Monday, June 29, 2009

a few thoughts on the confederations cup, part two: Spain, South Africa

Spain. Spain started out cool, calm, and collected, tiki-taka-ing right on over poor New Zealand with a 5-0 blowout. Here I confess that it really never occurred to me that they wouldn't be in the final. They entered the tournament with a winning streak of more than 30 games; who was going to defeat them en route? Certainly not the US! Mea culpa. In retrospect, it's quite clear to me I was guilty of that very arrogance I despise in other fans and players: the assumption that my team possessed some sort of entitlement to victory. That'll teach me.

You might say that the Spain we saw in South Africa this month was the Spain we're more accustomed to seeing on the world stage, the Spain everyone predicted in Euro 2008: starting out strong and gorgeous, hardly seeming to break a sweat, followed by utter disintegration. Some pundits have said in the past that Spain can't win because the Spanish team, like Spain itself, is hopelessly divided by regionalisms: they are Basques, perhaps, or Catalans, before they are Spaniards. I don't know if that's true, or ever has been, but I don't think it was the case in South Africa on June 24.

I've been puzzling over what went wrong there. The short version is that the US defeated Spain because the US played superior football that day, and it's true--Xavi was slightly off throughout the game; David Villa and Fernando Torres were terrible, incapable of finishing (and the pressure Torres was placing upon himself in the third-place match as a result was unmistakeable). But beyond that--and here I'm looking for reasons, not making excuses--Iniesta, who plays so well with Xavi, was missing, still recovering from late-season injuries. And a number of the key players were Barca boys--and thus at the end of an exhausting season in which they claimed the triple.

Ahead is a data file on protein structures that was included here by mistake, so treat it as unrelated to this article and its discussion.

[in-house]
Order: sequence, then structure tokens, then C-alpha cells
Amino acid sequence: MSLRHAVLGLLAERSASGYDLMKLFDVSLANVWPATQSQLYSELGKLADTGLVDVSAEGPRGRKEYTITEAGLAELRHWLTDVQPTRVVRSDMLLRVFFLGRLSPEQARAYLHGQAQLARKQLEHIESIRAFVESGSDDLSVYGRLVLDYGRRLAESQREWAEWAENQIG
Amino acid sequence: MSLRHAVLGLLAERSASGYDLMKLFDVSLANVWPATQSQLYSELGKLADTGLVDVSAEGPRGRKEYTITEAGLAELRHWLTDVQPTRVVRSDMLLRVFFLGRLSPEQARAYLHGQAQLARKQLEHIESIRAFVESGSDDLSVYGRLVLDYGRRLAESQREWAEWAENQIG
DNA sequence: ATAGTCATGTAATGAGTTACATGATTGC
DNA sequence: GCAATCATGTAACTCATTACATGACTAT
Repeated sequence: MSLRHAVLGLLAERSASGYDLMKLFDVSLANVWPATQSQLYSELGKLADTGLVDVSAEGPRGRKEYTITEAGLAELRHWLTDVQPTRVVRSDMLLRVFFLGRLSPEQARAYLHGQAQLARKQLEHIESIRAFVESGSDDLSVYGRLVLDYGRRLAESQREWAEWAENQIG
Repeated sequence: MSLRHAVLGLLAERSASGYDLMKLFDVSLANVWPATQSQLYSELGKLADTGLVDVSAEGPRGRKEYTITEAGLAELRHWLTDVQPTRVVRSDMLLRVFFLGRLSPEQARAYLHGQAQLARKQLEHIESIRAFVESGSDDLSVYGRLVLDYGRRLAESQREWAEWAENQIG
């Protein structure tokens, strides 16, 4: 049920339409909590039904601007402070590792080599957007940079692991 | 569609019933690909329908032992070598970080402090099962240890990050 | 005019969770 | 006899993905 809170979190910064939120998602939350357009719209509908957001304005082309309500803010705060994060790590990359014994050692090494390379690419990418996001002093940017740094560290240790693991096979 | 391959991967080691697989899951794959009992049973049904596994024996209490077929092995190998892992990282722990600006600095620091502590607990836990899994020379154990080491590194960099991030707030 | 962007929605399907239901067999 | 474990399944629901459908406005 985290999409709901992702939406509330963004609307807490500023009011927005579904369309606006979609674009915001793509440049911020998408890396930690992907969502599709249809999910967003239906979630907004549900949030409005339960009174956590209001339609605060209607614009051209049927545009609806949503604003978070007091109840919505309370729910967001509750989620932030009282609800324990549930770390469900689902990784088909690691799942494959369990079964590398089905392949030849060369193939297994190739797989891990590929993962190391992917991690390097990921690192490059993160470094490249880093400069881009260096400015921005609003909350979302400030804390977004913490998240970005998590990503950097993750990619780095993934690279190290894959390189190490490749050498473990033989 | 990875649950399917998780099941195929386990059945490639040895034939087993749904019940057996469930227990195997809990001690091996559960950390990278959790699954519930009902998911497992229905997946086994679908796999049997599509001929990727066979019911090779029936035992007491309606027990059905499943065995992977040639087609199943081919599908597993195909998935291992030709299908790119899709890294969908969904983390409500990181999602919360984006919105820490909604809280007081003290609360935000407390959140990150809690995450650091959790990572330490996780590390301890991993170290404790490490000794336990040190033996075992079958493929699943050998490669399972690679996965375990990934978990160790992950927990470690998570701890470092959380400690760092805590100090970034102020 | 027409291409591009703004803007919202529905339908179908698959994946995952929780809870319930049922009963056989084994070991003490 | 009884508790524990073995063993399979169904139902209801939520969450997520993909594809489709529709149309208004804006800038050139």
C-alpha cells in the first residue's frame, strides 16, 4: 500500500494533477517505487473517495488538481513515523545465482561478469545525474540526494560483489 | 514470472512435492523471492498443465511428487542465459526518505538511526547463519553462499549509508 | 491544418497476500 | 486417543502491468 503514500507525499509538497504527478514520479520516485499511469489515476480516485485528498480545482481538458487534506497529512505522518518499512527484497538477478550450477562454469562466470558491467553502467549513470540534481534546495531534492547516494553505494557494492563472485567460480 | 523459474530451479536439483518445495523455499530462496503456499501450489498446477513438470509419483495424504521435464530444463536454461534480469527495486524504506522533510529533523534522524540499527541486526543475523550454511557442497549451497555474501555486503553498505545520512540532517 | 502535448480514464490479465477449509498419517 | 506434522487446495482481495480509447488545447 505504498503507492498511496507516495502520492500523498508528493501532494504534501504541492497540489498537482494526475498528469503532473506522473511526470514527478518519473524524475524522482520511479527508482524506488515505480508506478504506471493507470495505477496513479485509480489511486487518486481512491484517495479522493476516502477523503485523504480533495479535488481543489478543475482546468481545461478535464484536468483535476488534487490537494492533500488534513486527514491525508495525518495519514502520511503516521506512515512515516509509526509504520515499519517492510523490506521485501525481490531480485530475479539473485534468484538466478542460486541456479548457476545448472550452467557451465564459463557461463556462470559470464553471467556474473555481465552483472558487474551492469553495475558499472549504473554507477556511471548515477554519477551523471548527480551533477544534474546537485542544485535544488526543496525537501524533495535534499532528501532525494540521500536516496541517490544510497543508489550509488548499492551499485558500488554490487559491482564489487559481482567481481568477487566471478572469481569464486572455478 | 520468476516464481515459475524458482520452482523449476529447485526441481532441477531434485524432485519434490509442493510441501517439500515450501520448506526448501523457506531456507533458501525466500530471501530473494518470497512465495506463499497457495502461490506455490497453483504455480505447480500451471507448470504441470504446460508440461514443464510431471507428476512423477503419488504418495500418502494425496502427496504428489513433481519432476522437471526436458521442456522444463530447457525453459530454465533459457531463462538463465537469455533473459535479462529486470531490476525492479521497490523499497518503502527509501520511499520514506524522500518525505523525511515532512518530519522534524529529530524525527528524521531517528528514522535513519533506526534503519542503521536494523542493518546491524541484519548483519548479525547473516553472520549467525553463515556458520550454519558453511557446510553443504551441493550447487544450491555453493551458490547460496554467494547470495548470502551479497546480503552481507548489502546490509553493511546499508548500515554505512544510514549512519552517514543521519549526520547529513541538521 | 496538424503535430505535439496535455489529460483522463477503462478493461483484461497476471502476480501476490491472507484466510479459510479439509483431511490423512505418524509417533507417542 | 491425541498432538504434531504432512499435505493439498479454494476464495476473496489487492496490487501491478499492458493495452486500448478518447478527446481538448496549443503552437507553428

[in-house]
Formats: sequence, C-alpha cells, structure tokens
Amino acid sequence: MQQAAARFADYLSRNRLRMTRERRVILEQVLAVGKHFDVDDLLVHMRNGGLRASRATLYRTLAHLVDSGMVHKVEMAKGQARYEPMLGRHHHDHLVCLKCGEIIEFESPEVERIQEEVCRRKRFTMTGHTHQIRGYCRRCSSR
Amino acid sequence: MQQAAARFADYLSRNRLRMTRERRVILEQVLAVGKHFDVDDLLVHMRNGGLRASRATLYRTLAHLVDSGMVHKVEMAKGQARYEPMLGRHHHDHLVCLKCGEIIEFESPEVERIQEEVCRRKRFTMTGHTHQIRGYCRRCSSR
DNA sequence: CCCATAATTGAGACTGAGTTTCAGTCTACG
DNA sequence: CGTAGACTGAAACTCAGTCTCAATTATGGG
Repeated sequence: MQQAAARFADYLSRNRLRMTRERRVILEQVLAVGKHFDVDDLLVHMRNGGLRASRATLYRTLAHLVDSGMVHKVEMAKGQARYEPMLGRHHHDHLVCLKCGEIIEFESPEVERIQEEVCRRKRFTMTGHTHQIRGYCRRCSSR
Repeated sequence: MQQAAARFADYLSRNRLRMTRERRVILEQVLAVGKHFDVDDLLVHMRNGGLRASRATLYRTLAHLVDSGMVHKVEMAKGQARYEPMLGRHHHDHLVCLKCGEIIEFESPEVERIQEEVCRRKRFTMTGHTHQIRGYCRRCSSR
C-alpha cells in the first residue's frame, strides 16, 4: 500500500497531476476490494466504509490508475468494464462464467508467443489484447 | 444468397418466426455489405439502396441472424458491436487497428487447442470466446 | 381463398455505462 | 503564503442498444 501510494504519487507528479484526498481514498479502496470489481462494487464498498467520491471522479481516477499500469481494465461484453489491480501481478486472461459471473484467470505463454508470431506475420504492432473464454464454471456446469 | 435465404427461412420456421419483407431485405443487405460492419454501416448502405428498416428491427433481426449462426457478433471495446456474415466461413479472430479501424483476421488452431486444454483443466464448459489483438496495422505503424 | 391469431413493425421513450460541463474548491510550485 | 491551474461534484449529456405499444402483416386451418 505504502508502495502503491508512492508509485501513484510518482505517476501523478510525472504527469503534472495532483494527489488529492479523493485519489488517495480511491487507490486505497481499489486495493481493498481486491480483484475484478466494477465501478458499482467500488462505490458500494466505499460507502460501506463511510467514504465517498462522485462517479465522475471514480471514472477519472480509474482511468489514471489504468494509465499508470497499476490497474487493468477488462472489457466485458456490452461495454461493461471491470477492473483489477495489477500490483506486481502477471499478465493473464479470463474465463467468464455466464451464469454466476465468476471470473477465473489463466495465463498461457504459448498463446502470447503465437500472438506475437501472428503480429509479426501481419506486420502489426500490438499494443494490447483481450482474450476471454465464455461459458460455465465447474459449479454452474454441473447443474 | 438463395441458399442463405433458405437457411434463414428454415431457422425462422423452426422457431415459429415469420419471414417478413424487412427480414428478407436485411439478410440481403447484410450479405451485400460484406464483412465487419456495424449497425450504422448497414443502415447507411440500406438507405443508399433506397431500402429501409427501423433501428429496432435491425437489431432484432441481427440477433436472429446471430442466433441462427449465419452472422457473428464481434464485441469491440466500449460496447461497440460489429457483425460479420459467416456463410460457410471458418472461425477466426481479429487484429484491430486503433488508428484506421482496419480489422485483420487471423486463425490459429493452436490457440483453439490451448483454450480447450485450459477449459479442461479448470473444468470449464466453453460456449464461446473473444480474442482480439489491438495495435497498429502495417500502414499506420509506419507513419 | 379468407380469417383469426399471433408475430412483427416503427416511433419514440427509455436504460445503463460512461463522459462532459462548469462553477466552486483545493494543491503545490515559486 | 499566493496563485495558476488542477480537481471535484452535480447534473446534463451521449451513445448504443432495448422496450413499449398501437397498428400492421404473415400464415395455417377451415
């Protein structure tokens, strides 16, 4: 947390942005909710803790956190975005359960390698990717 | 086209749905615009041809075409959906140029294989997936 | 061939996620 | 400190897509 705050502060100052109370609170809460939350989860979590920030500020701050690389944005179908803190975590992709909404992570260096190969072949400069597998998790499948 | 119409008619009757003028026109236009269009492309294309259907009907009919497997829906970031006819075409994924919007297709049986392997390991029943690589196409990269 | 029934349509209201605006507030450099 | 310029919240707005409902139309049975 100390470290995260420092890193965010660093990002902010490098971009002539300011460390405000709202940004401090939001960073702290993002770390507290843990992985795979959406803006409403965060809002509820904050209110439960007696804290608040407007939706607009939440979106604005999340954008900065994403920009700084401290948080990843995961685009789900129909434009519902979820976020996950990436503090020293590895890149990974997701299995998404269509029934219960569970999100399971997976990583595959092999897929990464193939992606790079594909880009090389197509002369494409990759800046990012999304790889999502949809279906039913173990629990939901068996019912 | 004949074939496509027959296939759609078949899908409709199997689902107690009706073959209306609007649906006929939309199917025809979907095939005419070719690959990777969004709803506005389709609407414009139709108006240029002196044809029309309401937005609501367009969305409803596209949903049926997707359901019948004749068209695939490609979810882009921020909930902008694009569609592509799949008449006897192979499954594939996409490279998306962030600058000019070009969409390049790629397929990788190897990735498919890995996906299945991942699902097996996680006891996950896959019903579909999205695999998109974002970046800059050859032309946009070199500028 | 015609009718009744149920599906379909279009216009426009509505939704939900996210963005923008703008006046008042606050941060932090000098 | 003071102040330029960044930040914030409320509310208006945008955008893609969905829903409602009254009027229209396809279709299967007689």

At any rate, the pressure's off Spain now to maintain that winning streak. Here's hoping they've been reminded of their vulnerability and they'll learn from their mistakes in time to claim their first-ever World Cup victory in 2010.

South Africa. These guys were probably my happiest surprise of the tournament. Well, okay, besides the US's excellent run into the finals. I don't get to see African teams play nearly as much as I'd like, and I enjoyed watching Egypt play a lot, but I knew they were good: South Africa was spirited and much better than I expected, and along with Spain certainly provided the most thrilling five minutes of the entire tournament in the third-place playoff on Sunday. It was looking like a sure 1-0 defeat for Spain right up to the 88th minute when Daniel Guiza sank the ball home to ensure overtime. But wait! One absurd minute later, Guiza did it again! Oh, the stricken faces of the South Africa fans! Shock, despair, tears, departures in the stands. But wait--here's stoppage time and in the 93rd minute Katlego Mphela (who'd also scored the previous goal) leveled the scoreline again. I was rooting for Spain but I screamed "Oh yeah!" Apparently as the roar went up within the stadium, the fair-weather fans who were on their way out went running back in. South Africa fell anyway in the end, to Xabi Alonso's overtime goal, but this time you felt they'd had a decent chance versus the cruelty of those last-minute shockers, and while the fans looked sad again, there was less of the punched-in-the-gut air about them. I loved this team and I can't wait to watch them again next year, and I like their capable coach Joel Santana, a Brazilian ex-defender with a history of saving clubs from relegation in Brasileirão, Brazil's top league.

to be continued...

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